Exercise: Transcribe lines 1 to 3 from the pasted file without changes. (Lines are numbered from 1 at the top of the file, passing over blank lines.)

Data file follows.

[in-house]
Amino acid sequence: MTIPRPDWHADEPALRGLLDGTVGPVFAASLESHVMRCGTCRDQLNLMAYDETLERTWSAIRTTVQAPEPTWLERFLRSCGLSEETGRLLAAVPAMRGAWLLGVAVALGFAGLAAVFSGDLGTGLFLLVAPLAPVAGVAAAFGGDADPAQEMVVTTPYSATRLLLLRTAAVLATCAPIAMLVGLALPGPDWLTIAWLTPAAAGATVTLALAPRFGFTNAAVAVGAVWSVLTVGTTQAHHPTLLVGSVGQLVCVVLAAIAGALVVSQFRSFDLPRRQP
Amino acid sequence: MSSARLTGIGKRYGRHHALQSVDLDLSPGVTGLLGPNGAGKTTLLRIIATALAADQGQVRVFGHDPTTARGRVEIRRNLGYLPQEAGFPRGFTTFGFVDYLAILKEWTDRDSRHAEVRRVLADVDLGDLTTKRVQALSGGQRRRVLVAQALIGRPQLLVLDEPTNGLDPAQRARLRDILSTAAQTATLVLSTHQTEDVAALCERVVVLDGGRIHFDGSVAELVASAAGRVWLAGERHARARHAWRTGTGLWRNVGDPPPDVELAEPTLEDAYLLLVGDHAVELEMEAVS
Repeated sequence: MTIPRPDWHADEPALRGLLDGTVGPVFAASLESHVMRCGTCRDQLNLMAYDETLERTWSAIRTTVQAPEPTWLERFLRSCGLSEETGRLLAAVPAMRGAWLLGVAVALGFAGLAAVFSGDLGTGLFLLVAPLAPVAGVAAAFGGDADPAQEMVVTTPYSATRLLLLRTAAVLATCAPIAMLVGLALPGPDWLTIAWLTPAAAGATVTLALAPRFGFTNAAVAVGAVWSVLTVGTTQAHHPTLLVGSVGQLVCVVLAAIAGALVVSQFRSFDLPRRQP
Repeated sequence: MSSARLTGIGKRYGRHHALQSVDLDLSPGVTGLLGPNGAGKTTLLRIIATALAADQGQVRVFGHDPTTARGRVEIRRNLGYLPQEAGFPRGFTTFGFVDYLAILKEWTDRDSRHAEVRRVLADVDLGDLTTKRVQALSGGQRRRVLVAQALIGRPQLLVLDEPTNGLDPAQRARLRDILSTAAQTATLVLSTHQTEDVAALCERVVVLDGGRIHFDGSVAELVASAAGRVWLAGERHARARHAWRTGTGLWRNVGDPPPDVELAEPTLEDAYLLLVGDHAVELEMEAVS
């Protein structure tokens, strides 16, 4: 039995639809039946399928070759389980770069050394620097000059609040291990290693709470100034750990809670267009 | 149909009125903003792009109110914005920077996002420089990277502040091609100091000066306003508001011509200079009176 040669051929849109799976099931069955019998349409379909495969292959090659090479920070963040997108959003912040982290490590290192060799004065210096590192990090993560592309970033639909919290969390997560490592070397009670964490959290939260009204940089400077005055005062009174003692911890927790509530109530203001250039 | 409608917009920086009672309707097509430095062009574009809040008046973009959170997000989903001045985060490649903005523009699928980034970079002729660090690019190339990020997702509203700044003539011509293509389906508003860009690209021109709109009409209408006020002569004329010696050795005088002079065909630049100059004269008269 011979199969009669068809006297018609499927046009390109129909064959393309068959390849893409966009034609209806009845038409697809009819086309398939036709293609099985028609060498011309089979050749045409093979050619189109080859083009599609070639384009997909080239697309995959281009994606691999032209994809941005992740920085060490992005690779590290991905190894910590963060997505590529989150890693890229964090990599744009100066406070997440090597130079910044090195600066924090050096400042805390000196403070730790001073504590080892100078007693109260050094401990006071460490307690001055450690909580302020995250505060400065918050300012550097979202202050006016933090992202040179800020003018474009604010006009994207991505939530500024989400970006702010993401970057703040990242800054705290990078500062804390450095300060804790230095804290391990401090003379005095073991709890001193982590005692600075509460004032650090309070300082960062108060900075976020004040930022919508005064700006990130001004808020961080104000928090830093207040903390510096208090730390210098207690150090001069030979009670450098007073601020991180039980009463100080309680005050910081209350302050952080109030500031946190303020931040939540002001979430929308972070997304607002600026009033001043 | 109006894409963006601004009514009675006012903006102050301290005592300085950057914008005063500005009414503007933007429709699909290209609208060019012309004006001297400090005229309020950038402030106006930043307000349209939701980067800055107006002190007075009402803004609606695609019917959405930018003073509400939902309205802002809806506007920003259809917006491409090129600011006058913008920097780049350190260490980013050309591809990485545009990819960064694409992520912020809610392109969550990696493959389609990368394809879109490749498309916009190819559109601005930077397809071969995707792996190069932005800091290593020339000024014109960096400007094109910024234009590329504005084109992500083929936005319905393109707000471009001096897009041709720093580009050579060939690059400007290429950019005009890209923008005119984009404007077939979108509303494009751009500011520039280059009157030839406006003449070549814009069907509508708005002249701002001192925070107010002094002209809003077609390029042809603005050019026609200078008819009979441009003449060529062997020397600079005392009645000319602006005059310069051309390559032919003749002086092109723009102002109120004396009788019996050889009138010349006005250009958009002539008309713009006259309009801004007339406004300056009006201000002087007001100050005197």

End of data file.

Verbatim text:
[in-house]
Amino acid sequence: MTIPRPDWHADEPALRGLLDGTVGPVFAASLESHVMRCGTCRDQLNLMAYDETLERTWSAIRTTVQAPEPTWLERFLRSCGLSEETGRLLAAVPAMRGAWLLGVAVALGFAGLAAVFSGDLGTGLFLLVAPLAPVAGVAAAFGGDADPAQEMVVTTPYSATRLLLLRTAAVLATCAPIAMLVGLALPGPDWLTIAWLTPAAAGATVTLALAPRFGFTNAAVAVGAVWSVLTVGTTQAHHPTLLVGSVGQLVCVVLAAIAGALVVSQFRSFDLPRRQP
Amino acid sequence: MSSARLTGIGKRYGRHHALQSVDLDLSPGVTGLLGPNGAGKTTLLRIIATALAADQGQVRVFGHDPTTARGRVEIRRNLGYLPQEAGFPRGFTTFGFVDYLAILKEWTDRDSRHAEVRRVLADVDLGDLTTKRVQALSGGQRRRVLVAQALIGRPQLLVLDEPTNGLDPAQRARLRDILSTAAQTATLVLSTHQTEDVAALCERVVVLDGGRIHFDGSVAELVASAAGRVWLAGERHARARHAWRTGTGLWRNVGDPPPDVELAEPTLEDAYLLLVGDHAVELEMEAVS